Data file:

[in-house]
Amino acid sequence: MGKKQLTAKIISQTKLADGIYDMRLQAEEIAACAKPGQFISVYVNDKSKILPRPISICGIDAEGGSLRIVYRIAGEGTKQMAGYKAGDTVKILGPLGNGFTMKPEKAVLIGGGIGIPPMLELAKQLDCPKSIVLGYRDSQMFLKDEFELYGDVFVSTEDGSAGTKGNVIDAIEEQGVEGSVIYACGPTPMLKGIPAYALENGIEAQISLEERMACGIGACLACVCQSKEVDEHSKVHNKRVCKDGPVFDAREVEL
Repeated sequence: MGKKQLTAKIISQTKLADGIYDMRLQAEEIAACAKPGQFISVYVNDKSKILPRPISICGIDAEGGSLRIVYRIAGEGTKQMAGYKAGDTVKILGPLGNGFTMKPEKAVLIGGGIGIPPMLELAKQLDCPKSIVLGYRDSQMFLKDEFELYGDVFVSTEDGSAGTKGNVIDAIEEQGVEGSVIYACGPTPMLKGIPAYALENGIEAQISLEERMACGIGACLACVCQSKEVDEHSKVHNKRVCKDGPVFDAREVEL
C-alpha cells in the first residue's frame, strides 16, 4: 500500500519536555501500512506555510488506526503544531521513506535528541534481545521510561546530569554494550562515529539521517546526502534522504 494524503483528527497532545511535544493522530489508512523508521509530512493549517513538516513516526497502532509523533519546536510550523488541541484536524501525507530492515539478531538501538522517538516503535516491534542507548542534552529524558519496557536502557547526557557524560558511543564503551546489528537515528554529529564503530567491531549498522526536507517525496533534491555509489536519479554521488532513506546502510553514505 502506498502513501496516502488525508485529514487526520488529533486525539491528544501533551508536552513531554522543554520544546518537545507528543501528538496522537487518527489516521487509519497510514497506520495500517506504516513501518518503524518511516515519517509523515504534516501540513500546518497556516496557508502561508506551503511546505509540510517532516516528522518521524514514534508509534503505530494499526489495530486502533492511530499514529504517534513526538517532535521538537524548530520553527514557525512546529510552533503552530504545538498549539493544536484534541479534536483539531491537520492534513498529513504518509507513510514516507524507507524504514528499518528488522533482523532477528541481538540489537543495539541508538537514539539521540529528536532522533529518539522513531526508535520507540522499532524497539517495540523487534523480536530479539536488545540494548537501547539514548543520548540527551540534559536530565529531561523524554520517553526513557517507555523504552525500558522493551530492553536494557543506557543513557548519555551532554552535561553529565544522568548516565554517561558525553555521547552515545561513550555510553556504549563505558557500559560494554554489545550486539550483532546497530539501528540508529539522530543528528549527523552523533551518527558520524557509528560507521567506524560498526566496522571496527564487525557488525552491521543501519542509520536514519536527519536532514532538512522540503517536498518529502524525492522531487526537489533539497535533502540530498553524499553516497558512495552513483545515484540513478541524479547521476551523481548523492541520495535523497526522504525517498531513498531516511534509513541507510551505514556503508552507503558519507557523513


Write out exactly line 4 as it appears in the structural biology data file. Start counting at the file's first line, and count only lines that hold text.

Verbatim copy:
C-alpha cells in the first residue's frame, strides 16, 4: 500500500519536555501500512506555510488506526503544531521513506535528541534481545521510561546530569554494550562515529539521517546526502534522504 494524503483528527497532545511535544493522530489508512523508521509530512493549517513538516513516526497502532509523533519546536510550523488541541484536524501525507530492515539478531538501538522517538516503535516491534542507548542534552529524558519496557536502557547526557557524560558511543564503551546489528537515528554529529564503530567491531549498522526536507517525496533534491555509489536519479554521488532513506546502510553514505 502506498502513501496516502488525508485529514487526520488529533486525539491528544501533551508536552513531554522543554520544546518537545507528543501528538496522537487518527489516521487509519497510514497506520495500517506504516513501518518503524518511516515519517509523515504534516501540513500546518497556516496557508502561508506551503511546505509540510517532516516528522518521524514514534508509534503505530494499526489495530486502533492511530499514529504517534513526538517532535521538537524548530520553527514557525512546529510552533503552530504545538498549539493544536484534541479534536483539531491537520492534513498529513504518509507513510514516507524507507524504514528499518528488522533482523532477528541481538540489537543495539541508538537514539539521540529528536532522533529518539522513531526508535520507540522499532524497539517495540523487534523480536530479539536488545540494548537501547539514548543520548540527551540534559536530565529531561523524554520517553526513557517507555523504552525500558522493551530492553536494557543506557543513557548519555551532554552535561553529565544522568548516565554517561558525553555521547552515545561513550555510553556504549563505558557500559560494554554489545550486539550483532546497530539501528540508529539522530543528528549527523552523533551518527558520524557509528560507521567506524560498526566496522571496527564487525557488525552491521543501519542509520536514519536527519536532514532538512522540503517536498518529502524525492522531487526537489533539497535533502540530498553524499553516497558512495552513483545515484540513478541524479547521476551523481548523492541520495535523497526522504525517498531513498531516511534509513541507510551505514556503508552507503558519507557523513